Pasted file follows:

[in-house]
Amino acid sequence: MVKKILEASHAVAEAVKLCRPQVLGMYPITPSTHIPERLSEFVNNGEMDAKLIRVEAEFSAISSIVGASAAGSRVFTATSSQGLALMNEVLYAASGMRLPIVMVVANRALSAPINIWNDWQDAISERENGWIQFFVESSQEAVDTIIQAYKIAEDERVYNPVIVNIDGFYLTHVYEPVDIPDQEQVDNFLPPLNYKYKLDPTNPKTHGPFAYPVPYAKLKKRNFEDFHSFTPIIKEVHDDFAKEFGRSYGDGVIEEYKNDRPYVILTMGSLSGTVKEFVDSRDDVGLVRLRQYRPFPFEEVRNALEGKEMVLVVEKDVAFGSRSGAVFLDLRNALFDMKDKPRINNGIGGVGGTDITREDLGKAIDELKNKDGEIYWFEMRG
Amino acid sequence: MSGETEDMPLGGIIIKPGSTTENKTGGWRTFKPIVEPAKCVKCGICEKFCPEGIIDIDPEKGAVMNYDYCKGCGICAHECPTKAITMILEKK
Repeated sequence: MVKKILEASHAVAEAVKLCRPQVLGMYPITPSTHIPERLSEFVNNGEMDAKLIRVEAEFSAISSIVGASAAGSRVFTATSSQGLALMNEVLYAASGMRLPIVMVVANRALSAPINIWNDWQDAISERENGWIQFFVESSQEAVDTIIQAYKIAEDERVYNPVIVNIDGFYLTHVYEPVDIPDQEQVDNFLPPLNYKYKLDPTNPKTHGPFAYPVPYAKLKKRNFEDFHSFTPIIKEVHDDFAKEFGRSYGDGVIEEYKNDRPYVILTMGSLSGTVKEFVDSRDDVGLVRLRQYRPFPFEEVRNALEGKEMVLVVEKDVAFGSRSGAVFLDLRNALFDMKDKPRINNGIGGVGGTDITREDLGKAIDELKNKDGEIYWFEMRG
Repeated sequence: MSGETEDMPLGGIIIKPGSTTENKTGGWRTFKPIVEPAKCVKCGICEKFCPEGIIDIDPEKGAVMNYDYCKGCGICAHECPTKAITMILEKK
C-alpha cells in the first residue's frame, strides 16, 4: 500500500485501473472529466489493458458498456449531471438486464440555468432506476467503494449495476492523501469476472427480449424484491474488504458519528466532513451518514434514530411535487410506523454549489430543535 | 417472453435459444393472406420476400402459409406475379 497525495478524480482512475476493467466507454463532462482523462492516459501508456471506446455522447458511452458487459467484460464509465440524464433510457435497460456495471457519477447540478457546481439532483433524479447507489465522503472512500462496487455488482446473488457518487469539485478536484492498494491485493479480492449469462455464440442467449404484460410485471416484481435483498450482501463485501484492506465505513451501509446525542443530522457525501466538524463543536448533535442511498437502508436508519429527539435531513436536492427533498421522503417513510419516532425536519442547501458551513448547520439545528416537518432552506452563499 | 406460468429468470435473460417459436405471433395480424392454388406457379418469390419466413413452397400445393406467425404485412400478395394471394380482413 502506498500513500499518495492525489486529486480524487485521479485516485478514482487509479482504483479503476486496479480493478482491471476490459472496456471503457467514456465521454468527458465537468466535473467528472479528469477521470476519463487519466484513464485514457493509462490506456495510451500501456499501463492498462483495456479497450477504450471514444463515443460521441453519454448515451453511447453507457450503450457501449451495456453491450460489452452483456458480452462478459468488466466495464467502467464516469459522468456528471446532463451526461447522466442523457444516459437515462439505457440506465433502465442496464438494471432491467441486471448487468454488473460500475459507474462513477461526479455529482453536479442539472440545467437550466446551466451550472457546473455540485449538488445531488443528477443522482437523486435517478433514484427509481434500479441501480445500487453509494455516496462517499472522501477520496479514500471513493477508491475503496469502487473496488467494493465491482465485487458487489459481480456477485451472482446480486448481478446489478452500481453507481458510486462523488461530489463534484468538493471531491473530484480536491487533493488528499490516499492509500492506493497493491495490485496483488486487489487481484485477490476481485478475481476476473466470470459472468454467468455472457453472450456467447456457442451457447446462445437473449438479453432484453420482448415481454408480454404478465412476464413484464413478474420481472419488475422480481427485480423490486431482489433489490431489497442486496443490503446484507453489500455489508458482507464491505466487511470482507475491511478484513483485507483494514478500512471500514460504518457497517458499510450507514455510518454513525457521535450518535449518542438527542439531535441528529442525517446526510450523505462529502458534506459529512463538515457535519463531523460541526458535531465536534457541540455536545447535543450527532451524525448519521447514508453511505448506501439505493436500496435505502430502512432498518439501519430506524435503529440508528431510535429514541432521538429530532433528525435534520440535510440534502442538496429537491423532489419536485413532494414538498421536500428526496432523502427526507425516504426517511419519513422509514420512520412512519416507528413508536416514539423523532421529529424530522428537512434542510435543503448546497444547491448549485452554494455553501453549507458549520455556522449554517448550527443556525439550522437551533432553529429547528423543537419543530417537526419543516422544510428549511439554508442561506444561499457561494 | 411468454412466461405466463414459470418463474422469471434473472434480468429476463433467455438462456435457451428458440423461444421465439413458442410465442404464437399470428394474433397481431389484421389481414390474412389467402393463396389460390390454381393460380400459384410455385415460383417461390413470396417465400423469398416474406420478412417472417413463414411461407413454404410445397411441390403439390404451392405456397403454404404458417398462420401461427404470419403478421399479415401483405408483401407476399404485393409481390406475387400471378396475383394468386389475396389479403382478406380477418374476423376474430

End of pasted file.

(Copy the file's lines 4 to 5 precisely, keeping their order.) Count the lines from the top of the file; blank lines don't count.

Repeated sequence: MVKKILEASHAVAEAVKLCRPQVLGMYPITPSTHIPERLSEFVNNGEMDAKLIRVEAEFSAISSIVGASAAGSRVFTATSSQGLALMNEVLYAASGMRLPIVMVVANRALSAPINIWNDWQDAISERENGWIQFFVESSQEAVDTIIQAYKIAEDERVYNPVIVNIDGFYLTHVYEPVDIPDQEQVDNFLPPLNYKYKLDPTNPKTHGPFAYPVPYAKLKKRNFEDFHSFTPIIKEVHDDFAKEFGRSYGDGVIEEYKNDRPYVILTMGSLSGTVKEFVDSRDDVGLVRLRQYRPFPFEEVRNALEGKEMVLVVEKDVAFGSRSGAVFLDLRNALFDMKDKPRINNGIGGVGGTDITREDLGKAIDELKNKDGEIYWFEMRG
Repeated sequence: MSGETEDMPLGGIIIKPGSTTENKTGGWRTFKPIVEPAKCVKCGICEKFCPEGIIDIDPEKGAVMNYDYCKGCGICAHECPTKAITMILEKK